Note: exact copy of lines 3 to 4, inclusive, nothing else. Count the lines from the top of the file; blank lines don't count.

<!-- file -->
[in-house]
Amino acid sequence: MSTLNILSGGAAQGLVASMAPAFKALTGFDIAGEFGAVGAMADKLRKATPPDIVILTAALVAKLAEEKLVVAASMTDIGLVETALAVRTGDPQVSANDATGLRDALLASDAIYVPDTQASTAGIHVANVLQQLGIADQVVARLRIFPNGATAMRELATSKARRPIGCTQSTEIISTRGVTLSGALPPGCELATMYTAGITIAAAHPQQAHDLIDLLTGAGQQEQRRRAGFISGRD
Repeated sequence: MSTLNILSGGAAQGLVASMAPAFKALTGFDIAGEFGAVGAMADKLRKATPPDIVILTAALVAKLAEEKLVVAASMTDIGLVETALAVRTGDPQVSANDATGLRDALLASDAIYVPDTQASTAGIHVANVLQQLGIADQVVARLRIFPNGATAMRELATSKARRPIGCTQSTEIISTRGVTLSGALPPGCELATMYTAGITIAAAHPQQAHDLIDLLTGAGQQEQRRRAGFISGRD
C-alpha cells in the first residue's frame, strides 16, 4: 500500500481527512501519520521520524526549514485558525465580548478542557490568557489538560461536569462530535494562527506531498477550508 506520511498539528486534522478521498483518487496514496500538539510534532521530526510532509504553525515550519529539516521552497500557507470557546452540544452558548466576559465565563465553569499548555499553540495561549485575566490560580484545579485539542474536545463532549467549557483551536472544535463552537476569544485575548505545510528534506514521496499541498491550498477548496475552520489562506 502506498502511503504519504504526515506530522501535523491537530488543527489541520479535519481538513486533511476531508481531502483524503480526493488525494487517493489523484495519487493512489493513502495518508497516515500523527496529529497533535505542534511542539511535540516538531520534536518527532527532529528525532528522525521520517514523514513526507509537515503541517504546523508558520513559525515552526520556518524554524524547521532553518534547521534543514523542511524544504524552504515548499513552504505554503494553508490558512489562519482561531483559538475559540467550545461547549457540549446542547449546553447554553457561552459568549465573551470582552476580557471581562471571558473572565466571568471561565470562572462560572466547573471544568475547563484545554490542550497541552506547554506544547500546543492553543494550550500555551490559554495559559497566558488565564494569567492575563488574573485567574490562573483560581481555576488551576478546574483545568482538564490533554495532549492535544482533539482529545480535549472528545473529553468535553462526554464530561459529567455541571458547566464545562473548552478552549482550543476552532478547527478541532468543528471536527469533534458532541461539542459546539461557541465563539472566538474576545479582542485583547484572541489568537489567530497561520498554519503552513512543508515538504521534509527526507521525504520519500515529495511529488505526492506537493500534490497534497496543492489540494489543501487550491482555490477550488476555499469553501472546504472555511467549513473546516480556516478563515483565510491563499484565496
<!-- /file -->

Repeated sequence: MSTLNILSGGAAQGLVASMAPAFKALTGFDIAGEFGAVGAMADKLRKATPPDIVILTAALVAKLAEEKLVVAASMTDIGLVETALAVRTGDPQVSANDATGLRDALLASDAIYVPDTQASTAGIHVANVLQQLGIADQVVARLRIFPNGATAMRELATSKARRPIGCTQSTEIISTRGVTLSGALPPGCELATMYTAGITIAAAHPQQAHDLIDLLTGAGQQEQRRRAGFISGRD
C-alpha cells in the first residue's frame, strides 16, 4: 500500500481527512501519520521520524526549514485558525465580548478542557490568557489538560461536569462530535494562527506531498477550508 506520511498539528486534522478521498483518487496514496500538539510534532521530526510532509504553525515550519529539516521552497500557507470557546452540544452558548466576559465565563465553569499548555499553540495561549485575566490560580484545579485539542474536545463532549467549557483551536472544535463552537476569544485575548505545510528534506514521496499541498491550498477548496475552520489562506 502506498502511503504519504504526515506530522501535523491537530488543527489541520479535519481538513486533511476531508481531502483524503480526493488525494487517493489523484495519487493512489493513502495518508497516515500523527496529529497533535505542534511542539511535540516538531520534536518527532527532529528525532528522525521520517514523514513526507509537515503541517504546523508558520513559525515552526520556518524554524524547521532553518534547521534543514523542511524544504524552504515548499513552504505554503494553508490558512489562519482561531483559538475559540467550545461547549457540549446542547449546553447554553457561552459568549465573551470582552476580557471581562471571558473572565466571568471561565470562572462560572466547573471544568475547563484545554490542550497541552506547554506544547500546543492553543494550550500555551490559554495559559497566558488565564494569567492575563488574573485567574490562573483560581481555576488551576478546574483545568482538564490533554495532549492535544482533539482529545480535549472528545473529553468535553462526554464530561459529567455541571458547566464545562473548552478552549482550543476552532478547527478541532468543528471536527469533534458532541461539542459546539461557541465563539472566538474576545479582542485583547484572541489568537489567530497561520498554519503552513512543508515538504521534509527526507521525504520519500515529495511529488505526492506537493500534490497534497496543492489540494489543501487550491482555490477550488476555499469553501472546504472555511467549513473546516480556516478563515483565510491563499484565496